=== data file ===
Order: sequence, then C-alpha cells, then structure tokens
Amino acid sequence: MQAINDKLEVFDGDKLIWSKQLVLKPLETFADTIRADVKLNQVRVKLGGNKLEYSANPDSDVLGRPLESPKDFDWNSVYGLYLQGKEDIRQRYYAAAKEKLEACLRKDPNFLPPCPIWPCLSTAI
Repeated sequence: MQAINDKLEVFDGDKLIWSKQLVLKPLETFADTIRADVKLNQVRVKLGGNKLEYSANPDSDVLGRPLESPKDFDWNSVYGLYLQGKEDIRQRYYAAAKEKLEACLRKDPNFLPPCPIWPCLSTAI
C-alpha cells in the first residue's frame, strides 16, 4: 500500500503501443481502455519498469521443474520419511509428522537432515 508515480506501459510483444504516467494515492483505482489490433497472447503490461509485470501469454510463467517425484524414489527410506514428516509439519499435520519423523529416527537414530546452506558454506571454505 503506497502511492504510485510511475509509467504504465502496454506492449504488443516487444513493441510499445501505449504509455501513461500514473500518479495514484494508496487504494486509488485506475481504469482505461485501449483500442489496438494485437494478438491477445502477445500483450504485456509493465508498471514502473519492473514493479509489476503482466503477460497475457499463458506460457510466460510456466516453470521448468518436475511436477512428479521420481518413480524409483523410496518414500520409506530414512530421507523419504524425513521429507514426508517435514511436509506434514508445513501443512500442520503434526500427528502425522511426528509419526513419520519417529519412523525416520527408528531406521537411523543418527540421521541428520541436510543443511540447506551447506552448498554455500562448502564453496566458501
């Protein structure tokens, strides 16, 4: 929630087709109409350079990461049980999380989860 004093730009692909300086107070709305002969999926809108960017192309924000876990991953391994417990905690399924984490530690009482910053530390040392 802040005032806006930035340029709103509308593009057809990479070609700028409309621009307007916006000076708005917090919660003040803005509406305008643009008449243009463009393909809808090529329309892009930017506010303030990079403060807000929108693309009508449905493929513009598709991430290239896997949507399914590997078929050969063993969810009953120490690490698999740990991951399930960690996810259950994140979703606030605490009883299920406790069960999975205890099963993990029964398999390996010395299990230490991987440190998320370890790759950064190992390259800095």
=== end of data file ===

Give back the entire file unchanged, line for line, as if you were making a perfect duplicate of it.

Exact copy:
Order: sequence, then C-alpha cells, then structure tokens
Amino acid sequence: MQAINDKLEVFDGDKLIWSKQLVLKPLETFADTIRADVKLNQVRVKLGGNKLEYSANPDSDVLGRPLESPKDFDWNSVYGLYLQGKEDIRQRYYAAAKEKLEACLRKDPNFLPPCPIWPCLSTAI
Repeated sequence: MQAINDKLEVFDGDKLIWSKQLVLKPLETFADTIRADVKLNQVRVKLGGNKLEYSANPDSDVLGRPLESPKDFDWNSVYGLYLQGKEDIRQRYYAAAKEKLEACLRKDPNFLPPCPIWPCLSTAI
C-alpha cells in the first residue's frame, strides 16, 4: 500500500503501443481502455519498469521443474520419511509428522537432515 508515480506501459510483444504516467494515492483505482489490433497472447503490461509485470501469454510463467517425484524414489527410506514428516509439519499435520519423523529416527537414530546452506558454506571454505 503506497502511492504510485510511475509509467504504465502496454506492449504488443516487444513493441510499445501505449504509455501513461500514473500518479495514484494508496487504494486509488485506475481504469482505461485501449483500442489496438494485437494478438491477445502477445500483450504485456509493465508498471514502473519492473514493479509489476503482466503477460497475457499463458506460457510466460510456466516453470521448468518436475511436477512428479521420481518413480524409483523410496518414500520409506530414512530421507523419504524425513521429507514426508517435514511436509506434514508445513501443512500442520503434526500427528502425522511426528509419526513419520519417529519412523525416520527408528531406521537411523543418527540421521541428520541436510543443511540447506551447506552448498554455500562448502564453496566458501
């Protein structure tokens, strides 16, 4: 929630087709109409350079990461049980999380989860 004093730009692909300086107070709305002969999926809108960017192309924000876990991953391994417990905690399924984490530690009482910053530390040392 802040005032806006930035340029709103509308593009057809990479070609700028409309621009307007916006000076708005917090919660003040803005509406305008643009008449243009463009393909809808090529329309892009930017506010303030990079403060807000929108693309009508449905493929513009598709991430290239896997949507399914590997078929050969063993969810009953120490690490698999740990991951399930960690996810259950994140979703606030605490009883299920406790069960999975205890099963993990029964398999390996010395299990230490991987440190998320370890790759950064190992390259800095």